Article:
In 2004, during my senior year of high school, I woke up on the ground.
I was captain of the varsity tennis team and opened my eyes. There I was, laying on the tennis court, unable to hear a single thing. Other students were staring and the coach was trying to ask me questions. A few minutes later, I began to hear a loud ringing. Then, after another few minutes, my hearing finally came back and I learned I’d been hit in the head with a tennis ball, by a strong young man who had competed at the Texas state finals in power lifting. He was built of muscle and had an incredibly strong tennis serve.
I’d suffered a concussion and thought, “That was it. I’ll be fine.”
Little did I know, it would lead to numerous types of seizures (mostly absence and petit mal, now called “typical absence”), years of medication and two brain surgeries. It was a fairly hard hit to the head. Although the tennis ball physically hit the right temporal lobe, its impact was so extravagant, the brain moved and actually caused damage to the left temporal lobe.
Epilepsy had entered my life.
Fast forward and let me introduce Shiner. Just after college, my roommate adopted a Labrador-boxer mix from a shelter, and in a miraculous way, he had a pretty extraordinary talent. Generally, Shiner leans his entire body against a person to say hello, but seconds before I would have a seizure, he would do the exact opposite: stand in front of me, sit down and look up. After he did this a few times, and I woke up on the floor, I caught on and realized this dog was pretty remarkable. On days he followed me around the house, not leaving my side, I would know to take a seat. The seizure had already started even though I was not aware, and Shiner could sense it. Pretty incredible.
In 2013, my husband Clayton and I traveled to Houston for a specialized neurologist, Ian Goldsmith, MD, who was known for remarkable work involving epilepsy. After maxing out on Lamictal, Keppra XR, and Zonegran, still unable to control seizures, Dr. Goldsmith brought up the idea of surgery.
“Really? I could qualify as a candidate?,” I asked.
Years before, other physicians had told me I would be on medication forever and that surgery would never be an option. Here we were, 10 years later, and learned the exciting news.
Tests prior to surgery included Wada, EEG, VEEG, PET, EKG, CT, neuropsychological study and several other pre-operative tests, all at St. Luke’s Episcopal Hospital in Houston, TX.
On Monday, February 17, 2014, Daniel Yosher, MD, neurosurgeon, performed a craniotomy and placed an electrode strip directly onto the left temporal lobe for mapping. Fortunately, temporal lobes stick out of the brain, making these surgeries a little less risky than others.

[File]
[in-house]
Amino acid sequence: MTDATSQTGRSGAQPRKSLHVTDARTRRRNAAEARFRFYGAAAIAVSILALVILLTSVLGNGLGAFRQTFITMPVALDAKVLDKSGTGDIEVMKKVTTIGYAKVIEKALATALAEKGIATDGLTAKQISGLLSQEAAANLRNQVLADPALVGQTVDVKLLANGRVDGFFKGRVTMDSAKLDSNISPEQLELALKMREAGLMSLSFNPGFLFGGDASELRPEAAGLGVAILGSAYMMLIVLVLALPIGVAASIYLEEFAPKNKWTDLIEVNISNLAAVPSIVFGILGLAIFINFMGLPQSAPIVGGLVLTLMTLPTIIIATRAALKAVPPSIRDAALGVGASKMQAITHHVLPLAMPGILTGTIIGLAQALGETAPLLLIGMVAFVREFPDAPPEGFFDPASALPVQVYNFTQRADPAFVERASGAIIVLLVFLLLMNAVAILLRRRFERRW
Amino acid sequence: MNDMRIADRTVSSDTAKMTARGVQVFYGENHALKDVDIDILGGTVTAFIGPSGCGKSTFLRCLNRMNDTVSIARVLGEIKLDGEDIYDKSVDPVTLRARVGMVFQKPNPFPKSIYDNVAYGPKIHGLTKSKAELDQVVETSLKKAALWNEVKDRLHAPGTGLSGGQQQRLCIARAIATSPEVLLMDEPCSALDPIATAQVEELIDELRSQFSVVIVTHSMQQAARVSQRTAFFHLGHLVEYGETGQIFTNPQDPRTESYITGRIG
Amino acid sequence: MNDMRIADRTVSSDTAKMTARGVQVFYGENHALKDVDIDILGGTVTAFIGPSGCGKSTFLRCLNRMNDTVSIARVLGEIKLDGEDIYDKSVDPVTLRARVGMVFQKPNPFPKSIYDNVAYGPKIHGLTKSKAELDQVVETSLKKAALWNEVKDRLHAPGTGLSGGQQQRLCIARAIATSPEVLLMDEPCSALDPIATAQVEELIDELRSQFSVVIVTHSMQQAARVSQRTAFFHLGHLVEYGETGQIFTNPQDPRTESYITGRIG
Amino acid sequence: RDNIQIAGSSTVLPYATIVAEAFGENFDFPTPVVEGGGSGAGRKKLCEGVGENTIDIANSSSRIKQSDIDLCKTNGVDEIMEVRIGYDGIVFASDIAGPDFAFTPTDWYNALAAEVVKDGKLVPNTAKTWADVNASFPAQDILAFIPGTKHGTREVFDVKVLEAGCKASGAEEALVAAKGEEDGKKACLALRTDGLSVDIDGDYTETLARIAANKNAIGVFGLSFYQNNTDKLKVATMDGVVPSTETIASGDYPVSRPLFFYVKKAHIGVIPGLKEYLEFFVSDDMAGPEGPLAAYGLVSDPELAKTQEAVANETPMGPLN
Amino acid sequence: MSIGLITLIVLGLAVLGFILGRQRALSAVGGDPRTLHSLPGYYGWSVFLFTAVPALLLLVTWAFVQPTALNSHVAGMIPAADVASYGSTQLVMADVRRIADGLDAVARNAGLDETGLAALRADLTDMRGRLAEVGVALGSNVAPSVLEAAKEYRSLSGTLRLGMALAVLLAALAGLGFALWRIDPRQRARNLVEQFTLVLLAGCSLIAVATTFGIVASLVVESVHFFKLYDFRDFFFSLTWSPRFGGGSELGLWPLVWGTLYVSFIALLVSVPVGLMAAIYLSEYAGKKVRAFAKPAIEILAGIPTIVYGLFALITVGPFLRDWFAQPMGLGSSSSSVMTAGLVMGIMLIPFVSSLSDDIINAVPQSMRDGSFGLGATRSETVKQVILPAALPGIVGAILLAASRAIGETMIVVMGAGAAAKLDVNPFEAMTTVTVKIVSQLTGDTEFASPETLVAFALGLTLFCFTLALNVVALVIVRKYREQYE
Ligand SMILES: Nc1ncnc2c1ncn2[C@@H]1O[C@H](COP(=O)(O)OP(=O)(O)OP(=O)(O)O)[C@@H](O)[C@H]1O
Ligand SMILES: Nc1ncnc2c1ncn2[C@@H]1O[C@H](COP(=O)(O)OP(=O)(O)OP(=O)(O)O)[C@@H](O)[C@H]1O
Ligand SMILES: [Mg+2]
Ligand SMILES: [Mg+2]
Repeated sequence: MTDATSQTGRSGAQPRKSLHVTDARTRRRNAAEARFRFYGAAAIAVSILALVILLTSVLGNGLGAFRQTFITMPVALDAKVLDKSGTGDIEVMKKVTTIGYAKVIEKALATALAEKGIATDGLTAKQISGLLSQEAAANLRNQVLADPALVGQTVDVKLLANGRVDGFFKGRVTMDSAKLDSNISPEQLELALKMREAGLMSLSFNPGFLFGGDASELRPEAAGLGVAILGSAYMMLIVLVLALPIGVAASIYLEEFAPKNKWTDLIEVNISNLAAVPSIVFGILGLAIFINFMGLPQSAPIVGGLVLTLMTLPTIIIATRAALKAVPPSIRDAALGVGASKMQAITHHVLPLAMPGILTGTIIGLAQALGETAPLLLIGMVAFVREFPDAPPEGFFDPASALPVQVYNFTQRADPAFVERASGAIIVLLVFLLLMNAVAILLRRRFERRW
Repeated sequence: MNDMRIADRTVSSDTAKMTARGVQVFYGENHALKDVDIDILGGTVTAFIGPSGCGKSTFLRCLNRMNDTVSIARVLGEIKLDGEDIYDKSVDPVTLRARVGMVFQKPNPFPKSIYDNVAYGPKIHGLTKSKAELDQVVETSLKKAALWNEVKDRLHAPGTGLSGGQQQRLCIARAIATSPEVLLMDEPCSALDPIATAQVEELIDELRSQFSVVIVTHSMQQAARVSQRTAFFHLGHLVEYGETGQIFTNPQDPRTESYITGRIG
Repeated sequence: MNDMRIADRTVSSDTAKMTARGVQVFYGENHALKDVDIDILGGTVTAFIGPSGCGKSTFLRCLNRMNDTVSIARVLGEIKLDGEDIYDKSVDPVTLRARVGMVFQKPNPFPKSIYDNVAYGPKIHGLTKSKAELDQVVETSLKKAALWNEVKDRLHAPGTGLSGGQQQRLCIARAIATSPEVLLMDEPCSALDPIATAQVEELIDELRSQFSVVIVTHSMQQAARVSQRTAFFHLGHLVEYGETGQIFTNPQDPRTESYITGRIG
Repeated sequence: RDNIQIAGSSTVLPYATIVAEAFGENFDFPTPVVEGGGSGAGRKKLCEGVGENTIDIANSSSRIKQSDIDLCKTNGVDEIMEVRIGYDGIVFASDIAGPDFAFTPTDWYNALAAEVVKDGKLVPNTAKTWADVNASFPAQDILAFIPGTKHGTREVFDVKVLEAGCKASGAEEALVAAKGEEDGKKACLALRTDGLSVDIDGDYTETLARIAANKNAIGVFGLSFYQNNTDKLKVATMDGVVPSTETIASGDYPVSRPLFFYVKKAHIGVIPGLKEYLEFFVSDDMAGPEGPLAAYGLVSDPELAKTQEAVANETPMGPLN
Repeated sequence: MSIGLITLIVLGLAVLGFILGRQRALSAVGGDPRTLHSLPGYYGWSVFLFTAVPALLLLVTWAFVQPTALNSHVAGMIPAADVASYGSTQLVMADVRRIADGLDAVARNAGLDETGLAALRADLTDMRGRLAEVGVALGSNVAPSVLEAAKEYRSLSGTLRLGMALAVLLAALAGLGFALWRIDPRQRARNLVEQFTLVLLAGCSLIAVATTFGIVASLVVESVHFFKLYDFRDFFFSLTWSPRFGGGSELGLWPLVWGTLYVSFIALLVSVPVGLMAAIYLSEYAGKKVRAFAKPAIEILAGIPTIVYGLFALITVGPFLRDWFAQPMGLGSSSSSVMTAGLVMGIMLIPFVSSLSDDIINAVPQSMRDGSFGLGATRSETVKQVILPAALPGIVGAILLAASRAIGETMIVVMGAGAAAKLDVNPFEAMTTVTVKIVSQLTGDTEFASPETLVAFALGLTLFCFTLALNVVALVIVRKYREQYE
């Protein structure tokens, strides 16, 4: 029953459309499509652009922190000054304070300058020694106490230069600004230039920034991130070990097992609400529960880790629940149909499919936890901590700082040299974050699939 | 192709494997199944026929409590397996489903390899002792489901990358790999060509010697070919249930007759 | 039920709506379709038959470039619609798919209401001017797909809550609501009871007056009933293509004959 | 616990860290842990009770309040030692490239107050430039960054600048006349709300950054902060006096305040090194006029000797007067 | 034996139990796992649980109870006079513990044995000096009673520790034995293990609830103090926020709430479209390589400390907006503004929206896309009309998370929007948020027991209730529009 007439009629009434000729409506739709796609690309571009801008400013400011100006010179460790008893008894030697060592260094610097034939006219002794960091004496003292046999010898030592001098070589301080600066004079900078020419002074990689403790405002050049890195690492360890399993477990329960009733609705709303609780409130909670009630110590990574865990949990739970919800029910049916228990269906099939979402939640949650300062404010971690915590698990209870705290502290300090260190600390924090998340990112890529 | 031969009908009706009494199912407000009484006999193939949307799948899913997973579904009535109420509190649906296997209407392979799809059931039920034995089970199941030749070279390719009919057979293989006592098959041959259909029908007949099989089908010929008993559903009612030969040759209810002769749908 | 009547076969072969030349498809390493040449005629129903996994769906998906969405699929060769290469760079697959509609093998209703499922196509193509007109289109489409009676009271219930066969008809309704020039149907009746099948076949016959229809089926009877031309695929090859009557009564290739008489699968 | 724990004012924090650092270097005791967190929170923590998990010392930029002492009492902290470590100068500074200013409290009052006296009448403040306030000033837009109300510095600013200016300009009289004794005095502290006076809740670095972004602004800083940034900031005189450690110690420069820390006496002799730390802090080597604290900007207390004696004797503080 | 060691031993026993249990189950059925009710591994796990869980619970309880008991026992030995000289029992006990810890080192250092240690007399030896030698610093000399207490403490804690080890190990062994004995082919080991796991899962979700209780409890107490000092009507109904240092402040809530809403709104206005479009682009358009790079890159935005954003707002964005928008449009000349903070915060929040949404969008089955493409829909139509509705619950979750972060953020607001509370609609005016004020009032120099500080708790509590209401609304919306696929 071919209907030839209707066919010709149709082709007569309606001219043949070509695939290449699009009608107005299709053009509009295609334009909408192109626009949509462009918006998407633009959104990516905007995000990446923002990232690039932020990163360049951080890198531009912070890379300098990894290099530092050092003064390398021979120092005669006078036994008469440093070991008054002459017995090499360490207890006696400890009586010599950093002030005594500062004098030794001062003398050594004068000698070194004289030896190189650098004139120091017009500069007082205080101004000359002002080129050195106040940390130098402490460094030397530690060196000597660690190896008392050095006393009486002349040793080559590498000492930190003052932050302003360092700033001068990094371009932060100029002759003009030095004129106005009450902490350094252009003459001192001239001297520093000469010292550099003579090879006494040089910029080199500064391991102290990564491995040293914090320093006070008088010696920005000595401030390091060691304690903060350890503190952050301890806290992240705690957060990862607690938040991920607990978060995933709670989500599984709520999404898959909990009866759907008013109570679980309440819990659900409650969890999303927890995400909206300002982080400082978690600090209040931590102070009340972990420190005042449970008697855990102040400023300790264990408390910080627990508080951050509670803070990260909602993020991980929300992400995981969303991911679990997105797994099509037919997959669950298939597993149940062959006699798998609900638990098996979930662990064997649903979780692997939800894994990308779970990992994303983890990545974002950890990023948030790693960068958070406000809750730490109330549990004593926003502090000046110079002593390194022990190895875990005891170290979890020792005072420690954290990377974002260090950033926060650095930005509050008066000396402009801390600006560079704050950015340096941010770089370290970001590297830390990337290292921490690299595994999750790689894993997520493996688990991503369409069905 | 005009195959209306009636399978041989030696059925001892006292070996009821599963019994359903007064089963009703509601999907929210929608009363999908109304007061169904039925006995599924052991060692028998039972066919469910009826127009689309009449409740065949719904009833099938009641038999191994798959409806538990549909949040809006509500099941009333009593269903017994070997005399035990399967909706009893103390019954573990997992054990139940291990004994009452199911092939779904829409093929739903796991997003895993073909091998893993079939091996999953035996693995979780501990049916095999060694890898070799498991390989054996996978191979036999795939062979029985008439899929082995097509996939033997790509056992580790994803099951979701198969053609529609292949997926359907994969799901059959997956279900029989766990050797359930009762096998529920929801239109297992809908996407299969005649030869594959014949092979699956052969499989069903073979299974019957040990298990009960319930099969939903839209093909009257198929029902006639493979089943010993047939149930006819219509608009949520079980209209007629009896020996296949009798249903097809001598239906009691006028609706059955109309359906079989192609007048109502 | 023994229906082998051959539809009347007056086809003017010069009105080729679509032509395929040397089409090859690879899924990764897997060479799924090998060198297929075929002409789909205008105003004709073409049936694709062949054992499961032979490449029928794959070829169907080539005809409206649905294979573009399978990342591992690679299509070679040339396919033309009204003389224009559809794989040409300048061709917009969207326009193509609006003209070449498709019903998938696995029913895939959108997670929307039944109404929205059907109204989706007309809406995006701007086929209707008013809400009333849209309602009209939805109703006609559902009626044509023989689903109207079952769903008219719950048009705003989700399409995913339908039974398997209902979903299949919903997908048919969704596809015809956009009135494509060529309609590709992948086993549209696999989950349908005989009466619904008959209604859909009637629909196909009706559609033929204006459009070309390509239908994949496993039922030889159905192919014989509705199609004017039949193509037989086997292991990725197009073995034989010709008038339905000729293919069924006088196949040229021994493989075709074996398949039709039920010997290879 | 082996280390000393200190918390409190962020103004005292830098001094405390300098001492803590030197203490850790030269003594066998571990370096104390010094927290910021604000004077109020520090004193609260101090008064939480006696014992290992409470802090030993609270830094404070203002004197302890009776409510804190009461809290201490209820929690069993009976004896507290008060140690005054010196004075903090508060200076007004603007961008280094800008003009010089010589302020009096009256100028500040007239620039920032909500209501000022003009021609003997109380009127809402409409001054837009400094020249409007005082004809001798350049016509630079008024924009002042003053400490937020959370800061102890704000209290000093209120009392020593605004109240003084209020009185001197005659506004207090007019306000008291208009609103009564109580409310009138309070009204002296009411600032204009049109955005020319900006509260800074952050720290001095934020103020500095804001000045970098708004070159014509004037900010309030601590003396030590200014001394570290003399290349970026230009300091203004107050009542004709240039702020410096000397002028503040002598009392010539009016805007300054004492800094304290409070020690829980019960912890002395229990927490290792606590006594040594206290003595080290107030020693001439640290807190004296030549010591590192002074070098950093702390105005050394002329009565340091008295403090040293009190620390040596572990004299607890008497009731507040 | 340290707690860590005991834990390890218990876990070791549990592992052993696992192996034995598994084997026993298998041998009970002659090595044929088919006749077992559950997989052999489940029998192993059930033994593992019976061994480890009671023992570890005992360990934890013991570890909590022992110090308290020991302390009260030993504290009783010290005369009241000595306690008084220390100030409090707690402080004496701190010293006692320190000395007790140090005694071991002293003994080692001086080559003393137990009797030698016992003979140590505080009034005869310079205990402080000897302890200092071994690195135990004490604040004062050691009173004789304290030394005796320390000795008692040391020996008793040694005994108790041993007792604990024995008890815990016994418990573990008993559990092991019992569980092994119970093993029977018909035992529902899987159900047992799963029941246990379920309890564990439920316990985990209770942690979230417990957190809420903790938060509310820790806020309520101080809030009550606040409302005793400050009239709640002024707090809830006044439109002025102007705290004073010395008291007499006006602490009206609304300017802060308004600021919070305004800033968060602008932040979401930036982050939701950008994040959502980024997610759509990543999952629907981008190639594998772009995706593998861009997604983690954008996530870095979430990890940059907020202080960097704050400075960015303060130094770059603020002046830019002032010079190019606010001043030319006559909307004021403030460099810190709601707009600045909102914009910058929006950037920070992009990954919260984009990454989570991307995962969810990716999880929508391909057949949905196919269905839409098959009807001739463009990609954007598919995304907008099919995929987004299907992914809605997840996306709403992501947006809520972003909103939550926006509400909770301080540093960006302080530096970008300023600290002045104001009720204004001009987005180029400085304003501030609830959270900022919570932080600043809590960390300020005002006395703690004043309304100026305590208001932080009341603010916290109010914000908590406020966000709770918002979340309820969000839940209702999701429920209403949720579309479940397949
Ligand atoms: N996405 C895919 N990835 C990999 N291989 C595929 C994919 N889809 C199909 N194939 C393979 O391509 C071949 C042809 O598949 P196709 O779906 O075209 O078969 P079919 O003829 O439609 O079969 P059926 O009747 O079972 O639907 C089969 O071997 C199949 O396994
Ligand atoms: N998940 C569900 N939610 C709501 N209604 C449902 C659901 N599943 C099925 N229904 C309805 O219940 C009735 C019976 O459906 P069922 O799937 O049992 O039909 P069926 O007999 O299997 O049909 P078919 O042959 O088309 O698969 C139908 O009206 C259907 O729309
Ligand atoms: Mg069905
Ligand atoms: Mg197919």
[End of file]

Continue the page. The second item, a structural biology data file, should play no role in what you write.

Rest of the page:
Over the next few days, seizures were induced, by limiting medication, to learn their exact origin in the left temporal lobe. During this time, a group of medical students also asked if I could be part of an epilepsy research study involving seizures and the eyes in the EMU (epilepsy monitoring unit), and I easily agreed. It was fun, and now I’m officially in a medical book.
On February 19, we learned the needed information was obtained and the team was able to perform a left temporal lobe resection. Surgery began early that morning and I opened my eyes that evening with a large amount of gauze around my head.
The neurosurgeon removed part of my left temporal lobe, totaling about the “size of a thumb.” It’s pretty ironic such a small area is what had kept me from living life to its fullest. I was discharged from the hospital on Saturday.
Fortunately, I didn’t have a single seizure for over 6 months. I couldn’t believe it.
Then, sadly, work and volunteering with non-profit organizations caught the best of me, and I had forgotten to take three full days worth of medicine. THREE FULL DAYS. That amounted to 10,800 mg of seizure medication – cut cold turkey. Oops! I spent a night in the hospital, as you could probably guess, recovering from seizures.
Since then, and after speaking with Goldsmith, I’ve been more adamant about taking medication, and am now down to only 1,850 mg of Keppra per day. I am completely weaned off of the other two medications. I look forward to finally being off Keppra as well, whenever that day may come.
Also, both my OB/GYN and neurologist agreed that Keppra was an excellent seizure medication to be on during pregnancy. Clayton and I started trying to grow our family, and in December of 2016, we had a beautiful, healthy baby boy.
As I have told numerous people who have asked questions, surgery has come so far, so fast – you should never give up hope.
Although my story began on the tennis court, I have not let it stop me from picking up a tennis racquet. I will forever love tennis. I’m currently the president of a local non-profit tennis organization and will continue to play as much as I can every week. I have not let epilepsy slow down my life, and I never will.
As I say to everyone who approaches me with questions, doctors are on the brink of finding a cure. Finding a fix. Laying epilepsy to rest. When my seizures began over a decade ago, the physician told me I would be on medication the rest of my life. However, here I am now, two surgeries later, down from three full medications to less than one, and everything is great. I haven’t even had a single aura in over three years.
Never give up. The Big Man upstairs has a plan, and patience is key.
It. Will. Happen.